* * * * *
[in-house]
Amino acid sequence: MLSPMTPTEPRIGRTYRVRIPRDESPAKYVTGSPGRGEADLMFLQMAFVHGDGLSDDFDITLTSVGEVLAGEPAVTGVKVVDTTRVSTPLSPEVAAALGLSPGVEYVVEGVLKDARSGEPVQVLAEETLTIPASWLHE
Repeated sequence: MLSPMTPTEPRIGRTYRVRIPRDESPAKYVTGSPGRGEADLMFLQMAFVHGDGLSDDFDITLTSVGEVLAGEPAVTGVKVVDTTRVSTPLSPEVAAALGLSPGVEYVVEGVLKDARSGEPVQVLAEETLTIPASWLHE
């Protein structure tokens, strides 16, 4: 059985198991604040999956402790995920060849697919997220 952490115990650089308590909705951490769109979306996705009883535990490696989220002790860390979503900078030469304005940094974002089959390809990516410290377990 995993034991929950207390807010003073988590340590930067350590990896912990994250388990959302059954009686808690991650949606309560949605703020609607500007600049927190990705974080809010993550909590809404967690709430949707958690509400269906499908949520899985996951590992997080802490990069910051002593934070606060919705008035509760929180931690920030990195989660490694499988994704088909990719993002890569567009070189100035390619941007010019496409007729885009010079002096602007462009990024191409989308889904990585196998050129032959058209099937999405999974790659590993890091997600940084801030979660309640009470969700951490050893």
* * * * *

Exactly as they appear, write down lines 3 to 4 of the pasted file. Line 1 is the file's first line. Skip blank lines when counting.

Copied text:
Repeated sequence: MLSPMTPTEPRIGRTYRVRIPRDESPAKYVTGSPGRGEADLMFLQMAFVHGDGLSDDFDITLTSVGEVLAGEPAVTGVKVVDTTRVSTPLSPEVAAALGLSPGVEYVVEGVLKDARSGEPVQVLAEETLTIPASWLHE
């Protein structure tokens, strides 16, 4: 059985198991604040999956402790995920060849697919997220 952490115990650089308590909705951490769109979306996705009883535990490696989220002790860390979503900078030469304005940094974002089959390809990516410290377990 995993034991929950207390807010003073988590340590930067350590990896912990994250388990959302059954009686808690991650949606309560949605703020609607500007600049927190990705974080809010993550909590809404967690709430949707958690509400269906499908949520899985996951590992997080802490990069910051002593934070606060919705008035509760929180931690920030990195989660490694499988994704088909990719993002890569567009070189100035390619941007010019496409007729885009010079002096602007462009990024191409989308889904990585196998050129032959058209099937999405999974790659590993890091997600940084801030979660309640009470969700951490050893």